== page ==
While our government struggles to get its financial house in order, perhaps there is a lesson for all of us from what is happening in Washington.
I do not think any of us really ever want to reach the point where we say, “How did it get this way? How did it get this bad?” So what to do – just a few simple steps to make sure your financial house is in order:
1. Risk Management
(A) Long Term Disability Coverage (Income Replacement insurance) – Whether you are single, married, divorced – it does not matter – just make sure you have adequate Long Term Disability coverage in place. In the event a disability stops you from working due to an illness or injury, you need to maximize your income. A disability could cause not only loss of income, but also loss of health insurance, loss of retirement benefits, increase health costs, etc. And the typical group plan only covers a portion of your income and that benefit is typically going to be taxable income to you. You need to have supplemental coverage from a highly rated company.
(B) Life Insurance – this discussion may depend on your family situation. But even if you are single, but plan to have a family, getting coverage while you are young and healthy may be an advantage. Too many times, a person waits and then later has a medical issue that either prevents them from getting coverage or makes it more expensive. With a family, life insurance is a must. A great rule of thumb here is that for every $1,000 of after tax monthly income you want to provide to a surviving spouse, you need $250,000 of death benefit in place. And when factoring in inflation, this sum will typically last the survivor about 20 years. So calculate the after tax monthly needs for your family and make sure you have adequate life insurance in place.
Lastly, don’t discount the value of a non-working spouse. Imagine the expenses if a stay at home Mom or Dad were not around. Non-working spouses need coverage too. A rule of thumb here – $250,000 of coverage on the non working spouse for each child.
(C) Cash – build up a reserve of about 3 months income and keep it in readily accessible cash. Use a money market or similar account that is safe and secure.
2. Wealth Accumulation
Once Risk Management issues are resolve, the next step in planning for your financial house is wealth accumulation:
(A) Retirement Planning – Utilize your company 401(k) plans or pensions. If there is a matching contribution on behalf of your company, then at least contribute enough to maximize the company match. If there is a Roth option, use it. Conventional wisdom tells us that tax rates have nowhere to go but UP. If you believe this, then the old paradigm of straight tax deferral must be changed. You need to move as much as possible from Tax Deferred vehicles into Tax Free vehicles. Roth 401(k)’s provide this regardless of income level. Roth IRA’s do as well. For those that make too much to contribute on their own to Roth IRA’s (single – $122,000 of Adjusted Gross Income, and Married filing jointly – $179,000 of Adjusted Gross Income), the tax laws currently allow a non-deductible contribution to a traditional IRA and then the ability to convert it into a Roth IRA (regardless of your income level).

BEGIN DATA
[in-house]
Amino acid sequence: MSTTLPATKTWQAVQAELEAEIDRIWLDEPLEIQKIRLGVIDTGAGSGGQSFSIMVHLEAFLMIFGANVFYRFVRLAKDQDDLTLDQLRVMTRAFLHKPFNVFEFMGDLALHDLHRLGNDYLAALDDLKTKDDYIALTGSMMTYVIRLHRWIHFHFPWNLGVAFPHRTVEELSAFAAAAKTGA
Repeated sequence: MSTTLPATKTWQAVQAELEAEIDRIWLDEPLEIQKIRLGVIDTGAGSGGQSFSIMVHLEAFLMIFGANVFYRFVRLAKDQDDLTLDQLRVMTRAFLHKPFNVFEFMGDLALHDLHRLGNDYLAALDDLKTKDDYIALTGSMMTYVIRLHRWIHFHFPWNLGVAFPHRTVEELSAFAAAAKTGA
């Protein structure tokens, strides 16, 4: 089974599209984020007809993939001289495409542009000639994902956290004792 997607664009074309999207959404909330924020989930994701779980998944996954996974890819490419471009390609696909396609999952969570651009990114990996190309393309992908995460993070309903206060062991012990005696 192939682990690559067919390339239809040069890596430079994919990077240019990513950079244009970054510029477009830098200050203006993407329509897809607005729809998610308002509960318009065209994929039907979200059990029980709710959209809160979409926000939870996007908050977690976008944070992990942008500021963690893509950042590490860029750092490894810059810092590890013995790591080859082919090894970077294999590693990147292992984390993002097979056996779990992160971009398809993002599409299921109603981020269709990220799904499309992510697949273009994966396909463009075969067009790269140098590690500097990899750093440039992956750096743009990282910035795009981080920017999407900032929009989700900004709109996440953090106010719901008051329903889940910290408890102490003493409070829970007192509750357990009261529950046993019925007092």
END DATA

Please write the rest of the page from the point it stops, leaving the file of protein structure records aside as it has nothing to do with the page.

This is a great way to move money into the Tax Free category for your retirement. Another Tax Free vehicle is a Permanent Life Insurance policy, which has a tax free build up of cash inside the policy.
(B) Saving for Retirement vs. Saving for Colle ge– Plan for retirement first, then move on to college. “You cannot take out a loan for your retirement”. Use this as your mantra. There are multiple ways for kids to get to college – paying out of pocket (at a time when parent’s income should be at or near its highest), loans, scholarship, and God forbid, they can work during college. That is not true at retirement, and obviously you want to NOT WORK during retirement. So save, save, save for retirement first.
(C) College Savings – Use 529 College Savings plans – these are vehicles that require after tax contributions, but have tax free growth of the dollars inside the plan. As long as the funds are used for college expenses (as defined by each state’s plan), then there is no tax on the growth. However, if the funds are not used for college, the growth (not your original contributions) are taxed at your ordinary income rate and assessed a 10% penalty. If not using 529 accounts, then you are left with saving in a taxable account. If that account is in the parents’ name, then any growth will be taxed at the parents’ tax rates. Consider a custodial account, in the child’s name, and then growth will be taxed at the child’s rate.
3. Wealth Preservation and Distribution – this is a fancy name for Estate Planning. Simply put, once you have worked so hard to accumulate wealth, the goal is to preserve it and prevent it from being taxed as you use it for retirement, bequeath it to charity, or pass it along to the next generation. There are many techniques for doing this, included using trusts and other tax shelters to accomplish the goal of tax avoidance, too many to enumerate here. Safe to say, make sure you have update Wills, Trusts, and health care documents (Living Wills, Durable Powers of Attorney, Do Not Resuscitate Orders, etc). Contact your Attorney and Financial Advisor to consider the best strategies for you.
And no discussion of wealth preservation would be complete without mentioning Long Term Care Insurance. With the rising cost of health care and nursing care, Long Term Care insurance is a must to preserve family assets. Again, consult your Financial Advisor or Insurance Professional to discuss.
With these basic steps, you can do what the U.S. Government never seems to be able to do – get your financial house in order. Act now, don’t delay. You don’t want a “default” for your family. Happy Planning!
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